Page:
Thank you for advises guys. Keeping in mind what you say I can consider that non of you ever hit the wall of incompetence and self confidence like "I am BOSS - you are FULL".
I did shown all the "remote coleagues" and the bosses the open VPN solution. The answer was - "it is too complicate for us. If the old solution was working - find a way to make it work again!".
I will try the solution JohnPoz proposed.
And of course I will continue to ask for approval to teach old coleagues to the "new" technology.
Any other advise will be appreciated.
To be honest, working in such an environment is not going to do anything for your IT resume.. You prob should polish that up and find a place where you can grow your skillset..
If they do not want to use something like openvpn because its too "complicated" OMG!!! Then just windows for your vpn server, just use a secure protocol not pptp.. Setting up MS always on VPN would be a good learning experience for sure.. But wow talk about "complicated" vs something as drop dead simple as openvpn.
But let me guess their remote devices are still running XP? Since they seem to be stuck in dead tech..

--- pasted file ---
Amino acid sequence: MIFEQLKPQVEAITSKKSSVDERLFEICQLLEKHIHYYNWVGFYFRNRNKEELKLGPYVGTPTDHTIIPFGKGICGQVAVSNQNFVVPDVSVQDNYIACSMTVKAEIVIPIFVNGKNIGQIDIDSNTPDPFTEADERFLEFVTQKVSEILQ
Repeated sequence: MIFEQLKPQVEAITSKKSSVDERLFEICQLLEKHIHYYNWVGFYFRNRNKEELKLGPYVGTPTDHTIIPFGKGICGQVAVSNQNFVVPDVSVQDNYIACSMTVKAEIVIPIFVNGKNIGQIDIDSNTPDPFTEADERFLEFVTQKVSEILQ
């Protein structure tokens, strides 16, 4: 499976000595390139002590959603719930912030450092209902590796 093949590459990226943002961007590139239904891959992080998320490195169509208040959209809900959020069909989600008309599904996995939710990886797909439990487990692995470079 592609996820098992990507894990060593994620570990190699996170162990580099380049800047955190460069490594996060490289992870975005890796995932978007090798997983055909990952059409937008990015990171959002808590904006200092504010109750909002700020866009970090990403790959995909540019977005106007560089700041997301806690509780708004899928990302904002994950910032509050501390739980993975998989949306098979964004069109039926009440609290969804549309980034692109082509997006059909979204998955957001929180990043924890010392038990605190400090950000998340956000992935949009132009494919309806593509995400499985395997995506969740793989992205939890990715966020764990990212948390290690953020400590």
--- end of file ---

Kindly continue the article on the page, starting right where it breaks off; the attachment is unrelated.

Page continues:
@johnpoz Le me be honest too John. I was forced to start working in such an environment, because giving my CV to lots of companies I got and answer "You are too qualified (well trained) for the position we are offering". They gave such an answer in case they ask for IT guy whu must know windows administration, windows server systetems administration, network administration, Linux (Unix) administration, scripting, virtualization and to know at least one language (exept the native one of course :)). So the truth is that the employers in my country prefer "short term" contracts, with not so high educated people, who to do some jub somehow. After that they hire the next "IT guy" to fix the mess, which is not so easy for the short period of time or some time you should start from the scratch. And after "enlightening" that they want you to do everything for nothing ... the cicle starts from the beggining.
Don't worry about my IT resume, it is rich enough. I made my caрeer in several government organization (as DoD for example) and after that in several private companies. So I proved my knowledge and skils. BTW in DoD I had very similar problems. But there if you have commander smart enough - he order what must happen and nobody can influence. In the private companies ... the situation is different.
However, my "coleagues" do not use Windows XP any more. I bought for them Windows 10 licenses and ... can you imagine ... I was forced to downgrade to Windows 7. So now, after 2 months courses, they all use windows 7 pro.
That is why I told you that I will try step by step to "clear" mind of the bosses and to adchieve better IT structure in this company (if I continue working for them of course).
The solution in the article you pointet me to doesn't work for me. There are some strange readings in the firewall log. I saw several attempts a port 1723 to be reached, but more of the records show that if I try to connect by using the native Windows 7 VPN I knock on the port 500 via UDP protocol, which is very strange.